I mentally and emotionally gave up the battle last year.  I was shocked to see myself in a photo where I had 3 chins from smiling.  Broke my heart, but I always put on a brave face, and I try really, really hard to not let anyone see me down.  I knew from experience that even when I was careful, ate like a normal person, counted calories, walked, did all the things normal people do to lose weight…..I just did not.  And……I am never full.  My stomach growls all the time.  I just stop eating because I am supposed to.  But I am always hungry.  I thought everyone who is thin was always hungry.

When I turned 49 I figured out that 50 was right around the corner.  I had this vague thought that now should be when I dig in and go for 150 at 50.  And immediately sighed and tossed that aside because I knew that while I could get to 150, it would be for a minute.  Dieting. Does. Not. Work. For. Me. Or anyone like me.  But, I didn’t know that yet.  And – I was really getting afraid for my health.  How long can I be this big and not have it take a gigantic bite out of my life expectancy?  I had already stopped golfing and skiing ages ago, and I quit running a long time ago.  I walk – a lot – with my dogs, but it’s not very quick anymore.

So, I started researching again.  And then I wound up overhearing a very normal sized guy talk about his gastric bypass experience to someone when I was sitting nearby a few months ago.  I literally stopped breathing while I listened to his story.  He was really happy.  He was back in charge of his life.  He said he was never hungry anymore.  He had energy.  He was doing things he had not done in decades.  I wrote down the surgeon’s name that he mentioned, grabbed my bag and raced home to look the guy up.

I discovered Dr. Michael Snyder.  The guy practices here in Denver.  He is the best of the best.  He has done well over 3000 bariatric surgeries – band, bypass, sleeve, revisions, and ‘hybrid’ procedures like band-over-bypass, etc, and he is starting to do bands with Plications.  Zero mortalities.  Zero – but he is so honest about it that he discusses one patient that died in 2004 about 6 weeks post-op of heart issues unrelated to the surgery.  Very strict practice in terms of requiring patient compliance and everyone loves his practice, and I mean everyone.  I researched the dickens out of him, out of gastric bypass surgical options in general and kept being amazed by what I found.  The guy even pays for as many classes as I want to take to stay on track, including support groups and nutrition classes.  Free of charge.  Forever.  I knew this was it.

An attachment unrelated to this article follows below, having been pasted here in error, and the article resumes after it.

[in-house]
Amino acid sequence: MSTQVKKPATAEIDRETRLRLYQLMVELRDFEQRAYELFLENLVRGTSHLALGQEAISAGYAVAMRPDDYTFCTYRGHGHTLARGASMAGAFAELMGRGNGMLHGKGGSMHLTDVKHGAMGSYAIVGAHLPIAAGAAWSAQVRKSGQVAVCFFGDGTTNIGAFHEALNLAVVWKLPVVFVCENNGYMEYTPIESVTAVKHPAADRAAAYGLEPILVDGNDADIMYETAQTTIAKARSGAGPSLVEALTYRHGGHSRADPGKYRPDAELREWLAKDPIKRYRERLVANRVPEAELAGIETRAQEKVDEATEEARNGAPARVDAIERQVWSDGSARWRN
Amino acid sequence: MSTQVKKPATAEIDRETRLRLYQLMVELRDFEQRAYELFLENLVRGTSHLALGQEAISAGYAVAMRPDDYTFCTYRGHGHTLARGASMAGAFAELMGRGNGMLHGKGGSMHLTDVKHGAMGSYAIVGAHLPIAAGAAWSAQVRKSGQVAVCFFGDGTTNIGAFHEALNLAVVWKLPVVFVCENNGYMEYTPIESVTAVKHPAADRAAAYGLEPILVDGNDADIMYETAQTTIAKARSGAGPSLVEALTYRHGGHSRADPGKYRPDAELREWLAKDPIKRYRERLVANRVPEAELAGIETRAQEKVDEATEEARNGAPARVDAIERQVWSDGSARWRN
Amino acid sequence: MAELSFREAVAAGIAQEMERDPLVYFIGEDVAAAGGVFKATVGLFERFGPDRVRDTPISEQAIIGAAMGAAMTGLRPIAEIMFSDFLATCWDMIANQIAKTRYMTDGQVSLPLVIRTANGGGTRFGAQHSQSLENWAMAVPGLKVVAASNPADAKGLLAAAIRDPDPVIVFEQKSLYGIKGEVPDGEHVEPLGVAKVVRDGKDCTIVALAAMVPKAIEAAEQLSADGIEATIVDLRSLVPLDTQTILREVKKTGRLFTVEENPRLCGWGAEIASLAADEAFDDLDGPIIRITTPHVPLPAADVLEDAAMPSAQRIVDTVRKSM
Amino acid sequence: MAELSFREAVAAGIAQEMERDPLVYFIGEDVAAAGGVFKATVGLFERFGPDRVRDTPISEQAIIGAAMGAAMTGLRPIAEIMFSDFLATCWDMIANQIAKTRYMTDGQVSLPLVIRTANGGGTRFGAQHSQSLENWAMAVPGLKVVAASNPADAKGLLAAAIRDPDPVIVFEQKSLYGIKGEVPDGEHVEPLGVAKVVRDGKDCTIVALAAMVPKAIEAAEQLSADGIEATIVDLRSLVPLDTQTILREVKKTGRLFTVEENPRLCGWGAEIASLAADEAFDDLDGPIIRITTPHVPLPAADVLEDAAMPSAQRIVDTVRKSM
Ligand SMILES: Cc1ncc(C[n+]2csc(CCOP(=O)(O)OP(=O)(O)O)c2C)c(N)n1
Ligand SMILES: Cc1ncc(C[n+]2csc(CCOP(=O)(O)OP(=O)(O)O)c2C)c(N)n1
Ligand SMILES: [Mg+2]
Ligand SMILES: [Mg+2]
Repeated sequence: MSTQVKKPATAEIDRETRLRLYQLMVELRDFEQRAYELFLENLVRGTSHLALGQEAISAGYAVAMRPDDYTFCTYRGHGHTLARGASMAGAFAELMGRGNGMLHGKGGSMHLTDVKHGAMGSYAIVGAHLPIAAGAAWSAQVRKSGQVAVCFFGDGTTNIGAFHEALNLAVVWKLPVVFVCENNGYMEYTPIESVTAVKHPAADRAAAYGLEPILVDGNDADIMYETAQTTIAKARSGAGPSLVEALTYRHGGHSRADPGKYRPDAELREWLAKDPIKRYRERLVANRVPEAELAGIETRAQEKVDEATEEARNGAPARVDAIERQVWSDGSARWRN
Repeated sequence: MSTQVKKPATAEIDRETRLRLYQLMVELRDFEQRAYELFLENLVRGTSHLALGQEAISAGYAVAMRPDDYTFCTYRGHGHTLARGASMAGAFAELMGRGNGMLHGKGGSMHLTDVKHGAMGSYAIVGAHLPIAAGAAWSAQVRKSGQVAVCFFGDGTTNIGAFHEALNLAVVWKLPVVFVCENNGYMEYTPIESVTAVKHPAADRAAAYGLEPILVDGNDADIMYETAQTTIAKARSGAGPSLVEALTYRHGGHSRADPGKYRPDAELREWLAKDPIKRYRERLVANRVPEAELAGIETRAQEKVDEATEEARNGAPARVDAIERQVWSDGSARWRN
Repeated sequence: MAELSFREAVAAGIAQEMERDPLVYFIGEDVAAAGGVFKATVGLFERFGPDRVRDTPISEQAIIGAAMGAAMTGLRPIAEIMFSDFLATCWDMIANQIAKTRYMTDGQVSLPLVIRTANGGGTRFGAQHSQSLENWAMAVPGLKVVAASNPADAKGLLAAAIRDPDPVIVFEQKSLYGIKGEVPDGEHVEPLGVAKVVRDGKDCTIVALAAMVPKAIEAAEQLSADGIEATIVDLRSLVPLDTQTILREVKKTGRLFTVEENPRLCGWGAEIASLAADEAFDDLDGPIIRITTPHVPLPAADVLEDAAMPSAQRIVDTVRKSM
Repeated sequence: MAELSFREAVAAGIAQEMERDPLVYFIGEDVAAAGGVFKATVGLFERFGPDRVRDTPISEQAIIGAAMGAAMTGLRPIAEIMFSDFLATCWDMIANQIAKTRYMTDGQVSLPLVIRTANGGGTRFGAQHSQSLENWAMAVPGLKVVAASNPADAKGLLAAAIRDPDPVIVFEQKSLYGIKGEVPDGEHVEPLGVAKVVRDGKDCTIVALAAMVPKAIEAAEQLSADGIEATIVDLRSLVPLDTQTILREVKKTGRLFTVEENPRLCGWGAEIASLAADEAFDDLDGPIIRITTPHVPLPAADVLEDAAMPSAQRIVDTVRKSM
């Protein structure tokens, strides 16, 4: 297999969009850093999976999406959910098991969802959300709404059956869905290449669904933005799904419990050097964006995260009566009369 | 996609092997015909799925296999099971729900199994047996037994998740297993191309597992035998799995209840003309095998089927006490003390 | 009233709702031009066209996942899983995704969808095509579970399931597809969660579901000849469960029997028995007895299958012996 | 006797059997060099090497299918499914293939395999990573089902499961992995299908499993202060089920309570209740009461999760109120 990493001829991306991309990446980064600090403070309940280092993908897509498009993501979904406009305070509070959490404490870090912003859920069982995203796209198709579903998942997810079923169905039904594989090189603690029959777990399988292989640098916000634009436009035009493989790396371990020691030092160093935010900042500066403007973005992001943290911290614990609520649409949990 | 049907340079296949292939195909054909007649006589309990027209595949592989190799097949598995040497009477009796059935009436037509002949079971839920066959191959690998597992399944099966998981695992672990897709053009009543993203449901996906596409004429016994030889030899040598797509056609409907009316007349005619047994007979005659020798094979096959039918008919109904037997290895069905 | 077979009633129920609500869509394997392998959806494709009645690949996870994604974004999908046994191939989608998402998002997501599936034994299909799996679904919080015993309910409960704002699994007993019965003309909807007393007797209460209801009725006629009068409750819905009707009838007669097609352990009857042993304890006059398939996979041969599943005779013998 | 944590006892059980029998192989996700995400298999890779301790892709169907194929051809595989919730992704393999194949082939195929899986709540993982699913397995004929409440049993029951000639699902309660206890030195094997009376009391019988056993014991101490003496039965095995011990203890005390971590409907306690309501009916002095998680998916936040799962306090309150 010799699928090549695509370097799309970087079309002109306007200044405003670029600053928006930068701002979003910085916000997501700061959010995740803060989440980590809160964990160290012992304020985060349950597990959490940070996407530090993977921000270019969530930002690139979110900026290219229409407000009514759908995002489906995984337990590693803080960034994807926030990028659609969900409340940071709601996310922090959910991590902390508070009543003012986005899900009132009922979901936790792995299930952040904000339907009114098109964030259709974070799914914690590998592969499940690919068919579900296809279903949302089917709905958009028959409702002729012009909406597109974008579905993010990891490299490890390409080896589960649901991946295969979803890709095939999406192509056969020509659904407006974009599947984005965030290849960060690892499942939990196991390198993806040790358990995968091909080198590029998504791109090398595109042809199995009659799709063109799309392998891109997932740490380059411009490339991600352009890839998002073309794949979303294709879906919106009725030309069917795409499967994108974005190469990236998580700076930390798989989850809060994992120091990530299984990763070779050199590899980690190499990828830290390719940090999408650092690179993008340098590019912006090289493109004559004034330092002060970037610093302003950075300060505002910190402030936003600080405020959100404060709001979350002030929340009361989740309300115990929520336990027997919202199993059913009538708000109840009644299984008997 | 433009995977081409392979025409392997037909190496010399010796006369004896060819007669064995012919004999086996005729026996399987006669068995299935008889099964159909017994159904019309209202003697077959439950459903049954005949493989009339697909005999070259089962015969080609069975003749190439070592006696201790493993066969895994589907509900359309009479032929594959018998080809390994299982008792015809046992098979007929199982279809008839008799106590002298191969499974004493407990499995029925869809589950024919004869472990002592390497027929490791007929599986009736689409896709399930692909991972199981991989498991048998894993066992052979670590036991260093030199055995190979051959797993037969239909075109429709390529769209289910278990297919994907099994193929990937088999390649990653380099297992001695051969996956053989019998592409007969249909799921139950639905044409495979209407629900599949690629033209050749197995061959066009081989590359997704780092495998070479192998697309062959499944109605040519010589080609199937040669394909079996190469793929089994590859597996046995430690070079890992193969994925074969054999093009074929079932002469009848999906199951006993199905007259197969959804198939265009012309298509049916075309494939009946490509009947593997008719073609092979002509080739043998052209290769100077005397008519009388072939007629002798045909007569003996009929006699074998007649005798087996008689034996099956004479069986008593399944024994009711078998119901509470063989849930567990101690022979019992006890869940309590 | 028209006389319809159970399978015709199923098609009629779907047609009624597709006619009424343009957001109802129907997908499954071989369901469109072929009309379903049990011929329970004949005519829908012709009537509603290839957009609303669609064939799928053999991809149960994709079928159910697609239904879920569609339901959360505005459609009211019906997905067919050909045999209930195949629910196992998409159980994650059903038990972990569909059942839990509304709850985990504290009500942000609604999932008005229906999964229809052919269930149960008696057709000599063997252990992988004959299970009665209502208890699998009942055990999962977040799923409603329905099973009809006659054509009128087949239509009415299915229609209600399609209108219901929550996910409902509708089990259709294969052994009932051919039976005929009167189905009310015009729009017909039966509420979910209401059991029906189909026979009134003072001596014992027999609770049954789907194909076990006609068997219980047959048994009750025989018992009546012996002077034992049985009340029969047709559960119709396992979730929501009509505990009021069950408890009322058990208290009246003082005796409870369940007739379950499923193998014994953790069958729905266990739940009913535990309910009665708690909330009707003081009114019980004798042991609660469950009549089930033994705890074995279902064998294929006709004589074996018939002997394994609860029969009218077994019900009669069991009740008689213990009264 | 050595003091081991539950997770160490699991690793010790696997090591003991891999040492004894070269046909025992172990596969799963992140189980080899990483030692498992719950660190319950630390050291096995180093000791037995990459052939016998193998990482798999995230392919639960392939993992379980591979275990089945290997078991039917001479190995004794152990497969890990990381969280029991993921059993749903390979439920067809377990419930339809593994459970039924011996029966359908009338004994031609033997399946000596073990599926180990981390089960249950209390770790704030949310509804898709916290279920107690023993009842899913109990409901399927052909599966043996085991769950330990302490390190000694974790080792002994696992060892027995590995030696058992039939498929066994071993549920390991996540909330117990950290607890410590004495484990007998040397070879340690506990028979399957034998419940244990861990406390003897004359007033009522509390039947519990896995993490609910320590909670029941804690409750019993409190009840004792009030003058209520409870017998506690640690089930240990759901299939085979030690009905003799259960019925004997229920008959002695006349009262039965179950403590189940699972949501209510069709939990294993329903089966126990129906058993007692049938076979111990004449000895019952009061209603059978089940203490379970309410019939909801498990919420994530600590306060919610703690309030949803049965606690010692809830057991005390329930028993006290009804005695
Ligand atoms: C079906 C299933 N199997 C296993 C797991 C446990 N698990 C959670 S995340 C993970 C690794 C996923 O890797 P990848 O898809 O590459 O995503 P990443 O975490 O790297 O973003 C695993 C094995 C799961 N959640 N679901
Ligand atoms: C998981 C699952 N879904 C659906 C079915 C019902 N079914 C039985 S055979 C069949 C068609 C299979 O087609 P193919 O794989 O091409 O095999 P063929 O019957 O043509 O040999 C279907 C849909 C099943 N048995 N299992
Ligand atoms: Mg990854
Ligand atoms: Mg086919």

I went to a mandatory seminar for Dr. Snyder – he does not let you in even for an initial consult without it because he wants you to know what it involves ahead of time.  Scott and Chelsea went with me.  I was so grateful for their support.  The room was PACKED….I am taking about a ballroom, and he holds these once a month!  I learned a lot that night.  There are a lot of people like me out there.  I was not alone, and there was a solution for me.  And I knew I could do it.

I made my consult appointment, and I did everything I needed to do ahead of time.  I verified my insurance, and I am indeed covered.  Bless Scott and Arrow Electronics and their great health insurance.  I did my psych consults.  I did pulmonary tests.  I did my blood work.  I met with my primary care physician, got my records and got a letter from her blessing me as a candidate.  She was very in favor, and loved Dr. Snyder as my choice for surgeon – in fact told me he was the only choice she would support.

Then I met with Dr. Snyder.  He loves me as a candidate for the surgery. While I am technically morbidly obese, I am in good shape considering, and should fly through the surgery, even with my co-morbidities of lupus, asthma, probable sleep apnea and rheumatoid arthritis.  I am also listed as hypertensive, but I was nervous at the appointment and it shot my BP way up.  And, if I am completely honest, I am clinically depressed, although I mask it well (I think).  More importantly, I am very aware of what I need to do for this to be successful and I am willing to commit to changing my life forever for this to work.  I just want the same fighting chance to keep weight off that normal people have.  That’s it.  I am willing to do the work.

Dr. Snyder accepted me as a patient.  And if all goes well, my surgery will happen in January.  That’s right, within the next 4 weeks, maybe as few as 2 weeks!  I cannot wait.

I cannot imagine what it will be like to be out and about and not have people give me that look that obese people get.  You cannot imagine how mortifying it is until you have been on the receiving end of it.  Being critical of fat people seems to be the last acceptable bias. No one is happy being fat.  No one.  And I am ready to get control of this and take back my life and my health.

To my family and friends, thank you from the bottom of my heart for your support.  It means the world to me.

Get ready world.  Here I come!

This entry was posted on December 27, 2011. 14 Comments